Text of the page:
“No, you were a Queen telling a subject that he needed to accept the responsibility he’d had all along but had been able to avoid. You were firm, respectful, but you were also empathetic and gave him space, Elin. I think you handled it beautifully. And he’s right.”

“About what?” Elin sighed.

“You are the better monarch,” Ingrid said with a wink.

“You only think so because you’re my wife.” Elin stood and walked around her desk.

“Not so,” Ingrid insisted. “Because I’m your wife, I think you’re beautiful, strong, amazing, and great in bed.”

Elin promptly ran into the small trash can, knocking it over on her way to Ingrid.


Ingrid laughed and bent over to pick up the trash can.

“I do love that I still make you clumsy, Your Majesty. Even after all these years.”

“I’m sure that’ll always be true. You said something about how nicely a dress fit on me last week and made that motion with your hands.” She outlined her own breasts. “And I was holding a pin for the tailor. I poked myself, Ingrid.”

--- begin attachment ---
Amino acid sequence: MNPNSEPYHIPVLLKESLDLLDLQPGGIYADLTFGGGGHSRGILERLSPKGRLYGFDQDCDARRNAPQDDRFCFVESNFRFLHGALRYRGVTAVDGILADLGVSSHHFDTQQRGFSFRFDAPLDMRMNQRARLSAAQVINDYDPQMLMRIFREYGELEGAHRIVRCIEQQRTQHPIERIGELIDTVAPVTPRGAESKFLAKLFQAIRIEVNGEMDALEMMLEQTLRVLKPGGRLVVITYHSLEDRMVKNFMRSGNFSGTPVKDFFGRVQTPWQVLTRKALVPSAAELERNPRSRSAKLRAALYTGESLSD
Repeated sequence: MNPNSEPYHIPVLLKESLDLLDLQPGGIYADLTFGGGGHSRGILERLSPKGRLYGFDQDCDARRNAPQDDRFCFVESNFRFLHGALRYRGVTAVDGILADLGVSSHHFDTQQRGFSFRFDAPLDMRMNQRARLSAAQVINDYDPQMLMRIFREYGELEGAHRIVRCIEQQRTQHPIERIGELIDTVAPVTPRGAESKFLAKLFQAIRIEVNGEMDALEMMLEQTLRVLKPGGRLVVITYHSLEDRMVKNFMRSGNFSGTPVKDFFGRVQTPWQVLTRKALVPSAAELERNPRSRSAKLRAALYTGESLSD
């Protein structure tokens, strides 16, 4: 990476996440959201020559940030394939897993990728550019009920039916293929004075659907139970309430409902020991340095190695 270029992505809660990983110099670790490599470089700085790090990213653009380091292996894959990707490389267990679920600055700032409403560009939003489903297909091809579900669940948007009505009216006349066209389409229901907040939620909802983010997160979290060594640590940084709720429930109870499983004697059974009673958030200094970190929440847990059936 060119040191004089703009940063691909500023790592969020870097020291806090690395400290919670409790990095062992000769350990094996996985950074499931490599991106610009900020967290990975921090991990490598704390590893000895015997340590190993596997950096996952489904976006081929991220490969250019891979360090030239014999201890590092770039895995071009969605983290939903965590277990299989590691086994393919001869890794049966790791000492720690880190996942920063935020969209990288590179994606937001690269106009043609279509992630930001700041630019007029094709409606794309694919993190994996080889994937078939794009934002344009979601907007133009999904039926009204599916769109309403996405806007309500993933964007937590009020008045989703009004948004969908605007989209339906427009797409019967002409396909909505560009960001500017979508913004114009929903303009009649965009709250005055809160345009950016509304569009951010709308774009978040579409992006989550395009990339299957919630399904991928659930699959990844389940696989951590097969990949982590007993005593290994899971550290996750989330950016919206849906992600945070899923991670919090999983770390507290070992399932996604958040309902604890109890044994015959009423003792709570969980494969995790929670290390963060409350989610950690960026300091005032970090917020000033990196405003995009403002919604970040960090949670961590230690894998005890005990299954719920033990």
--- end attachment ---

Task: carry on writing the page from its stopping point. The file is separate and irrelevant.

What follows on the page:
“I know, my love. I kissed that spot on your finger.” She stood up and pulled Elin into her. “I like that you are clumsy, but I don’t want you to get hurt, all right?”

“I can’t always help it when you do things like that. The tailor was in the room. So was my sister.”

“They didn’t see anything. And I think it’s a very good thing that, even after we’ve been married these many years, I still find you completely irresistible. Did you wear these suspenders just for me?” She pulled on Elin’s suspenders.

“You weren’t even supposed to be here today.” Elin laughed a little and wrapped her arms around her wife’s neck. “You were at Sarah Anne’s restaurant. That’s what was on the schedule for you, anyway.”

“I was. We were making Skolebrød with the kids. And I brought you some, but you’ll have to come home to get it because I didn’t bring it here.”

“You brought me Skolebrød?”